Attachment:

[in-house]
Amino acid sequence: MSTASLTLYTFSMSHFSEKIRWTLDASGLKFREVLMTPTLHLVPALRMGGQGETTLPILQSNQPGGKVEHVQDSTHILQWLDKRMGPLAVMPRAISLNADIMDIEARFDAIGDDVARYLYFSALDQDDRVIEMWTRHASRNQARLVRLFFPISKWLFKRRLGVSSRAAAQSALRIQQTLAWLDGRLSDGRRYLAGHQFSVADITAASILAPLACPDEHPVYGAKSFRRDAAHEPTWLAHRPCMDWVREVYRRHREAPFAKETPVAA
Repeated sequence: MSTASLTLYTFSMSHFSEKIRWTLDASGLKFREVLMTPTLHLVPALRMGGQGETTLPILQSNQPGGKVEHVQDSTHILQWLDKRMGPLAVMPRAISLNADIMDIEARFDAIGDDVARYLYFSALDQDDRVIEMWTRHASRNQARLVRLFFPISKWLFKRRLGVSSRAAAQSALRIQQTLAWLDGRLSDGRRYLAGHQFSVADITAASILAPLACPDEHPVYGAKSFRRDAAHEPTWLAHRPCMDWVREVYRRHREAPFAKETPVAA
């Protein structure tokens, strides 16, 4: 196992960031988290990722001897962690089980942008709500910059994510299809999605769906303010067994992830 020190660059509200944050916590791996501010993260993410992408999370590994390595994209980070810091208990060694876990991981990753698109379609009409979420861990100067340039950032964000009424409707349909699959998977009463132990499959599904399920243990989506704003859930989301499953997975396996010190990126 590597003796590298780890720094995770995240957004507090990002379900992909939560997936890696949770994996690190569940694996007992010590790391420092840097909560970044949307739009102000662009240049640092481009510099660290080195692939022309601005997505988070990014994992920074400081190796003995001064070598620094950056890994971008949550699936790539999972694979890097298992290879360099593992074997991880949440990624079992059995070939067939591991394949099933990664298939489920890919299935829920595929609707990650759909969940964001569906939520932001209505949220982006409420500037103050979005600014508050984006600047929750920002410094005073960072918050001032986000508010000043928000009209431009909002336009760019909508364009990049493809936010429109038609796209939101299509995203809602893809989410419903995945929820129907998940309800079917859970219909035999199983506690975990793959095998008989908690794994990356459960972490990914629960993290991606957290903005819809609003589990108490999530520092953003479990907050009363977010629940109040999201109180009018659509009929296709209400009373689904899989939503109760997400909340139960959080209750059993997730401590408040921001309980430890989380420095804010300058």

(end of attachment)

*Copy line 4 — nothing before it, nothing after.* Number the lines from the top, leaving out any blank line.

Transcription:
């Protein structure tokens, strides 16, 4: 196992960031988290990722001897962690089980942008709500910059994510299809999605769906303010067994992830 020190660059509200944050916590791996501010993260993410992408999370590994390595994209980070810091208990060694876990991981990753698109379609009409979420861990100067340039950032964000009424409707349909699959998977009463132990499959599904399920243990989506704003859930989301499953997975396996010190990126 590597003796590298780890720094995770995240957004507090990002379900992909939560997936890696949770994996690190569940694996007992010590790391420092840097909560970044949307739009102000662009240049640092481009510099660290080195692939022309601005997505988070990014994992920074400081190796003995001064070598620094950056890994971008949550699936790539999972694979890097298992290879360099593992074997991880949440990624079992059995070939067939591991394949099933990664298939489920890919299935829920595929609707990650759909969940964001569906939520932001209505949220982006409420500037103050979005600014508050984006600047929750920002410094005073960072918050001032986000508010000043928000009209431009909002336009760019909508364009990049493809936010429109038609796209939101299509995203809602893809989410419903995945929820129907998940309800079917859970219909035999199983506690975990793959095998008989908690794994990356459960972490990914629960993290991606957290903005819809609003589990108490999530520092953003479990907050009363977010629940109040999201109180009018659509009929296709209400009373689904899989939503109760997400909340139960959080209750059993997730401590408040921001309980430890989380420095804010300058």